## stop(sprintf("argument \"%s\" is missing, with no default",
## .var.name))
## res = checkSquareMatrix(x, mode)
## checkmate::makeAssertion(x, res, .var.name, add)
## }
```

```
# For tests:
test_square_matrix = testSquareMatrix = makeTestFunction(checkSquareMatrix)
print(testSquareMatrix)
```

```
## function (x, mode = NULL)
## {
## isTRUE(checkSquareMatrix(x, mode))
## }
```

```
# For expectations:
expect_square_matrix = makeExpectationFunction(checkSquareMatrix)
print(expect_square_matrix)
```

```
## function (x, mode = NULL, info = NULL, label = vname(x))
## {
## if (missing(x))
## stop(sprintf("Argument '%s' is missing", label))
## res = checkSquareMatrix(x, mode)
## makeExpectation(x, res, info, label)
## }
```

Note that all the additional arguments `.var.name`

,
`add`

, `info`

and `label`

are
automatically joined with the function arguments of your custom check
function. Also note that if you define these functions inside an R
package, the constructors are called at build-time (thus, there is no
negative impact on the runtime).

The package registers two functions which can be used in other packages’ C/C++ code for argument checks.

These are the counterparts to qassert and qtest. Due to their simplistic interface, they perfectly suit the requirements of most type checks in C/C++.

For detailed background information on the register mechanism, see the Exporting C Code section in Hadley’s Book “R Packages” or WRE. Here is a step-by-step guide to get you started:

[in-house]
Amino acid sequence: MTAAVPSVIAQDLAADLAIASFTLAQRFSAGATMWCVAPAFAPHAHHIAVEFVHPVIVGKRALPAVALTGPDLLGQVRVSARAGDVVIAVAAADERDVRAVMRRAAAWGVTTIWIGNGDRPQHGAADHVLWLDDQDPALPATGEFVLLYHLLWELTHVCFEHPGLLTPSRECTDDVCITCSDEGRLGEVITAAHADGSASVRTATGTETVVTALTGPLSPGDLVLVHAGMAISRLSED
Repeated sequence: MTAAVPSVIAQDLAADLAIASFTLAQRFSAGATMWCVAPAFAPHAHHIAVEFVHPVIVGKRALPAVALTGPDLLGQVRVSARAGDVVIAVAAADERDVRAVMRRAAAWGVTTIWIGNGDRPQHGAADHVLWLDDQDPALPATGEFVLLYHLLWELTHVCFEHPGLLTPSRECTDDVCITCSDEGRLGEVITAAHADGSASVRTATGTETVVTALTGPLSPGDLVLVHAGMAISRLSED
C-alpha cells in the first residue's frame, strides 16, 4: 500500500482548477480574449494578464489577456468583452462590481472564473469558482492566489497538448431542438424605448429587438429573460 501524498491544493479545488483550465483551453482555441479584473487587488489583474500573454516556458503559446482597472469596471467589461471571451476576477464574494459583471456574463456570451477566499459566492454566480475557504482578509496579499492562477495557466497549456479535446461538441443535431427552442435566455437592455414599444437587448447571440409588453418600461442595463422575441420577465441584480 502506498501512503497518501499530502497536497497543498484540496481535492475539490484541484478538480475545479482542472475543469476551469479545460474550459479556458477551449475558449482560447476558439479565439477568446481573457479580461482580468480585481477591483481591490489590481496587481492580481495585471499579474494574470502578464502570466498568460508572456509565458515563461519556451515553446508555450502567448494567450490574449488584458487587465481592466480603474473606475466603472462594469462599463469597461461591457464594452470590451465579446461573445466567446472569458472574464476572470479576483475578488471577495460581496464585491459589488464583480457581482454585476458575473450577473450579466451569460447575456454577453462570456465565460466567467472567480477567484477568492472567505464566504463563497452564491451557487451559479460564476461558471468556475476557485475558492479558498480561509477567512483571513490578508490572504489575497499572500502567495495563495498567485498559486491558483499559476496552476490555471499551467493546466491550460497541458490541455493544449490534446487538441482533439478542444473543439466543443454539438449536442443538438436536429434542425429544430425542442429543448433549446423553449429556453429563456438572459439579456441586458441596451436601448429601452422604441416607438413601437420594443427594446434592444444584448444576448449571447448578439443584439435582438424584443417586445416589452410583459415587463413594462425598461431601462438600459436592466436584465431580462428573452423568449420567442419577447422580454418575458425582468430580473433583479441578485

- Add
`checkmate`

to your “Imports” and “LinkingTo” sections in your DESCRIPTION file. - Create a stub C source file
`"checkmate_stub.c"`

, see below. - Include the provided header file
`<checkmate.h>`

in each compilation unit where you want to use checkmate.

File contents for (2):

For the sake of completeness, here the `sessionInfo()`

for
the benchmark (but remember the note before on `knitr`

possibly biasing the results).

```
## R version 4.3.1 (2023-06-16)
## Platform: aarch64-apple-darwin20 (64-bit)
## Running under: macOS Sonoma 14.0
##
## Matrix products: default
## BLAS: /Library/Frameworks/R.framework/Versions/4.3-arm64/Resources/lib/libRblas.0.dylib
## LAPACK: /Library/Frameworks/R.framework/Versions/4.3-arm64/Resources/lib/libRlapack.dylib; LAPACK version 3.11.0
##
## locale:
## [1] C/en_US.UTF-8/en_US.UTF-8/C/en_US.UTF-8/en_US.UTF-8
##
## time zone: Europe/Berlin
## tzcode source: internal
##
## attached base packages:
## [1] stats graphics grDevices utils datasets methods base
##
## other attached packages:
## [1] microbenchmark_1.4.10 ggplot2_3.4.4 checkmate_2.3.0
##
## loaded via a namespace (and not attached):
## [1] Matrix_1.6-1.1 gtable_0.3.4 jsonlite_1.8.7 dplyr_1.1.3
## [5] compiler_4.3.1 tidyselect_1.2.0 jquerylib_0.1.4 splines_4.3.1
## [9] scales_1.2.1 yaml_2.3.7 fastmap_1.1.1 TH.data_1.1-2
## [13] lattice_0.21-8 R6_2.5.1 generics_0.1.3 knitr_1.44
## [17] MASS_7.3-59 backports_1.4.1 tibble_3.2.1 munsell_0.5.0
## [21] bslib_0.5.1 pillar_1.9.0 rlang_1.1.1 utf8_1.2.4
## [25] multcomp_1.4-25 cachem_1.0.8 xfun_0.40 sass_0.4.7
## [29] cli_3.6.1 withr_2.5.1 magrittr_2.0.3 digest_0.6.33
## [33] grid_4.3.1 mvtnorm_1.2-3 sandwich_3.0-2 lifecycle_1.0.3
## [37] vctrs_0.6.4 evaluate_0.22 glue_1.6.2 farver_2.1.1
## [41] codetools_0.2-19 zoo_1.8-12 survival_3.5-5 fansi_1.0.5
## [45] colorspace_2.1-0 rmarkdown_2.25 tools_4.3.1 pkgconfig_2.0.3
## [49] htmltools_0.5.6.1
```